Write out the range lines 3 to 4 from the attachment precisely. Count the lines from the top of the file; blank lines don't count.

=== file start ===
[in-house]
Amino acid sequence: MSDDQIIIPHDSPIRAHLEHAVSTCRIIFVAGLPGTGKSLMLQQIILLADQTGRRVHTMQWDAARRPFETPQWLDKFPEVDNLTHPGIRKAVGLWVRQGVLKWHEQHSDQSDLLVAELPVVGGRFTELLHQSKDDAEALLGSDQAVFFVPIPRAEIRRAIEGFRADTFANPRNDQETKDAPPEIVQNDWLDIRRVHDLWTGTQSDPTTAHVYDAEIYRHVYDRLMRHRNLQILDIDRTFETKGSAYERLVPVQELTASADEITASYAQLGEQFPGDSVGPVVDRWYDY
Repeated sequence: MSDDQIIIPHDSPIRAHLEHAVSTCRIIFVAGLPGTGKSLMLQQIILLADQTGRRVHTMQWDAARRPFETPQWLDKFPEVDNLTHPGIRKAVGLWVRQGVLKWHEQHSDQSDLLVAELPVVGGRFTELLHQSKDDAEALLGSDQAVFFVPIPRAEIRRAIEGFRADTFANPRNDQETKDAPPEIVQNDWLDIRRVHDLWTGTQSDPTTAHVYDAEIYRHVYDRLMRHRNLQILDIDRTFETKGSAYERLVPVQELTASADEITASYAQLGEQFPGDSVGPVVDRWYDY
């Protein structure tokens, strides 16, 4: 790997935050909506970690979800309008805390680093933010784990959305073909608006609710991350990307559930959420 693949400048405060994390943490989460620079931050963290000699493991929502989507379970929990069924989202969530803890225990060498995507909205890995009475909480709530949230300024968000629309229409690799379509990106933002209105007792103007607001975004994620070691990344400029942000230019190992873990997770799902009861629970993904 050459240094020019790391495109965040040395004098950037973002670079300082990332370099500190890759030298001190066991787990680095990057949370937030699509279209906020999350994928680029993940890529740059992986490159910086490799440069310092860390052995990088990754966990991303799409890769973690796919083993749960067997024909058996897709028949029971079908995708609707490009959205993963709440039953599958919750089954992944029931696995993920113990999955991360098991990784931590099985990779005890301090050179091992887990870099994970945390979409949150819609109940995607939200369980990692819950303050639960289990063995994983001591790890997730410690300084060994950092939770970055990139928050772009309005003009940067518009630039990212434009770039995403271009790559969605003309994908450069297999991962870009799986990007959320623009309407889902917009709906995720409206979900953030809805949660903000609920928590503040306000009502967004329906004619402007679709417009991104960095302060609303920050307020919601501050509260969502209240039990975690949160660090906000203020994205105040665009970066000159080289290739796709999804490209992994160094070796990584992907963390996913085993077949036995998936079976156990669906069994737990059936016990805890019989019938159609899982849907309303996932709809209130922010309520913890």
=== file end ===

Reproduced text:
Repeated sequence: MSDDQIIIPHDSPIRAHLEHAVSTCRIIFVAGLPGTGKSLMLQQIILLADQTGRRVHTMQWDAARRPFETPQWLDKFPEVDNLTHPGIRKAVGLWVRQGVLKWHEQHSDQSDLLVAELPVVGGRFTELLHQSKDDAEALLGSDQAVFFVPIPRAEIRRAIEGFRADTFANPRNDQETKDAPPEIVQNDWLDIRRVHDLWTGTQSDPTTAHVYDAEIYRHVYDRLMRHRNLQILDIDRTFETKGSAYERLVPVQELTASADEITASYAQLGEQFPGDSVGPVVDRWYDY
């Protein structure tokens, strides 16, 4: 790997935050909506970690979800309008805390680093933010784990959305073909608006609710991350990307559930959420 693949400048405060994390943490989460620079931050963290000699493991929502989507379970929990069924989202969530803890225990060498995507909205890995009475909480709530949230300024968000629309229409690799379509990106933002209105007792103007607001975004994620070691990344400029942000230019190992873990997770799902009861629970993904 050459240094020019790391495109965040040395004098950037973002670079300082990332370099500190890759030298001190066991787990680095990057949370937030699509279209906020999350994928680029993940890529740059992986490159910086490799440069310092860390052995990088990754966990991303799409890769973690796919083993749960067997024909058996897709028949029971079908995708609707490009959205993963709440039953599958919750089954992944029931696995993920113990999955991360098991990784931590099985990779005890301090050179091992887990870099994970945390979409949150819609109940995607939200369980990692819950303050639960289990063995994983001591790890997730410690300084060994950092939770970055990139928050772009309005003009940067518009630039990212434009770039995403271009790559969605003309994908450069297999991962870009799986990007959320623009309407889902917009709906995720409206979900953030809805949660903000609920928590503040306000009502967004329906004619402007679709417009991104960095302060609303920050307020919601501050509260969502209240039990975690949160660090906000203020994205105040665009970066000159080289290739796709999804490209992994160094070796990584992907963390996913085993077949036995998936079976156990669906069994737990059936016990805890019989019938159609899982849907309303996932709809209130922010309520913890």